The purpose of the House was to be the place where the Public could have its full and chaotic voice heard in the land and be tempered by their State based opposites. These States are now equal to or better represented by population size in the Senate than the US House: Alaska, Montana, North Dakota, South Dakota, Wyoming, Delaware and Vermont with 1 House member each and Hawaii, Idaho, Rhode Island, New Hampshire and Maine with 2 House members each. At 12 States that is 24% of the United States that is in that under-represented condition.
This is a very sorry position for a representative democracy running a republic to be in: where nearly a quarter of the Nation has muted voice due to the limitations put in by Congress on its size. Is there truly no diversity of thought, opinion and how to govern in these 12 States? If we depend on the good ideas for governance to come up from the lowest ranks so as to be examined by the Nation, then that is not *just* the Governors of States but the Mayors of small towns and cities, too. The way to run a diverse Nation is to have good ideas from all scales of government brought out and examined so that good ones may be passed on and poor ones sidelined. What we have, instead, is an Aristocratic class that requires adhering to its rules of operation and TO HELL with how everyone else wants to run their lives. These Aristocrats soon tell us to eat cake during hard times, not knowing that their dainty snacks are not available to the common man. A Nation founded on principles of representation deserve to have all walks of life, all areas of its domain heard so that the entire Nation can know of itself and adjust to that diverse way of life it has.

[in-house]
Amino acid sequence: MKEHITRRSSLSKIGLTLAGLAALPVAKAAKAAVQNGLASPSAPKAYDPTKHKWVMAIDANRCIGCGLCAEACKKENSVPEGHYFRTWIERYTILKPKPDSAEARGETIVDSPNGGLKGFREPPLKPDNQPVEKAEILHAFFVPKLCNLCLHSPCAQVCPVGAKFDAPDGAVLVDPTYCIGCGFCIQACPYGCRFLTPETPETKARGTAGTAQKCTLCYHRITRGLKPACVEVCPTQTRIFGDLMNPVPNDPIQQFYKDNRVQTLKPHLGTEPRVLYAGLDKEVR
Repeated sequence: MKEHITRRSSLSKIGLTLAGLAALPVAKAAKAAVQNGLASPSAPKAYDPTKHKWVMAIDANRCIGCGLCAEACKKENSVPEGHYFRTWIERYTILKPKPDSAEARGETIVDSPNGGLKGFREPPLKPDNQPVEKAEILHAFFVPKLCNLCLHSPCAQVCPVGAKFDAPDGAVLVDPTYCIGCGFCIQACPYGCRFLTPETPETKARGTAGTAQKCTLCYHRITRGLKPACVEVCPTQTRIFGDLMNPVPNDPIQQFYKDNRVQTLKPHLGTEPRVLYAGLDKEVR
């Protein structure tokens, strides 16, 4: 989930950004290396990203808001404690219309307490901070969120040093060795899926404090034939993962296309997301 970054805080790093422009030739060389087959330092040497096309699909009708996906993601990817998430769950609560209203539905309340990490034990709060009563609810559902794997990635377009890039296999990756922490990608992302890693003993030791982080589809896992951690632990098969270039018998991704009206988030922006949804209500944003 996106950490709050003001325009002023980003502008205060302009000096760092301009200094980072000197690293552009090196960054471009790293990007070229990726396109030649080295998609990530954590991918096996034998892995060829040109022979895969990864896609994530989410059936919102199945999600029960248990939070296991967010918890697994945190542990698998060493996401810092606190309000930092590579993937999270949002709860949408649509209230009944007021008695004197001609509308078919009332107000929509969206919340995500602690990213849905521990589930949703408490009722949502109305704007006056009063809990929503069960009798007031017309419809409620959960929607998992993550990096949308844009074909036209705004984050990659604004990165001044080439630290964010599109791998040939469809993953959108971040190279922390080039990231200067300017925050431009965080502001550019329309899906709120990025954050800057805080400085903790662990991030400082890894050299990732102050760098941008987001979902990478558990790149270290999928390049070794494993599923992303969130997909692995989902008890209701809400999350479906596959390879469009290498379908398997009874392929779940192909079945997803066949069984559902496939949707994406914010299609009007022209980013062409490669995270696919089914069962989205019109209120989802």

The warnings from the Founding Era are clear: a strong federal government will impoverish the States, demean the citizenry and feel itself above the Nation, not a part of it. Many on the Anti-Federalist side worried that a House of Representatives that could set its own size would do so to the detriment of the diversity of the Nation as it was THEN. One put forth the entirely proper federalist argument that the House proportion needs to be set by the People, not by the government so as to act as a check and balance on federal power from the People *directly*. That very good idea was lost by those who could not conceive that a Congress would ever set a FIXED SIZE to the House. That was contrary to all tenets of representational democracy into a federal system in a republic. It was, indeed, a requirement that Congress morph in shape and size to fit a growing Nation so that increased diversity of population and thought could be heard throughout the land. In 1911 Congress thought otherwise and fixed the size of the House to 435 members.